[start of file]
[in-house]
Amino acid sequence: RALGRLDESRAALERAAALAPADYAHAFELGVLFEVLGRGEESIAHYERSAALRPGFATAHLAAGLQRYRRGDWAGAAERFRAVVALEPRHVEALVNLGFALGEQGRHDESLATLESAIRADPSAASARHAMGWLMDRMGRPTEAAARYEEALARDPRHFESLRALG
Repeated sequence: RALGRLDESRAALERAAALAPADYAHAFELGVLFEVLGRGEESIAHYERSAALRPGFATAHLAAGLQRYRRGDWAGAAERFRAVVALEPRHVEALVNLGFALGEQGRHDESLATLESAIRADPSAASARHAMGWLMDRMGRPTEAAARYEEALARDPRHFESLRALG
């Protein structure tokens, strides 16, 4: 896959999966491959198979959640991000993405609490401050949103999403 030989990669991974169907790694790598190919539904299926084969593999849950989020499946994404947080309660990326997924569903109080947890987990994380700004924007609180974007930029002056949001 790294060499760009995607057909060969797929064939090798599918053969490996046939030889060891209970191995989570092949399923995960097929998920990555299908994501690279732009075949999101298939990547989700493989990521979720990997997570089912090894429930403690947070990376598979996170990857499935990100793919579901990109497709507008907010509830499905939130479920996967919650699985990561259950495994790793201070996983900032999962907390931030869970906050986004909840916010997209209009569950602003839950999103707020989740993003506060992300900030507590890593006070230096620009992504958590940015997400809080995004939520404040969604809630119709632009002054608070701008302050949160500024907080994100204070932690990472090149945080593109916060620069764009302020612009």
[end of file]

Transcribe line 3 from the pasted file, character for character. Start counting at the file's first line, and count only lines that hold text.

Repeated sequence: RALGRLDESRAALERAAALAPADYAHAFELGVLFEVLGRGEESIAHYERSAALRPGFATAHLAAGLQRYRRGDWAGAAERFRAVVALEPRHVEALVNLGFALGEQGRHDESLATLESAIRADPSAASARHAMGWLMDRMGRPTEAAARYEEALARDPRHFESLRALG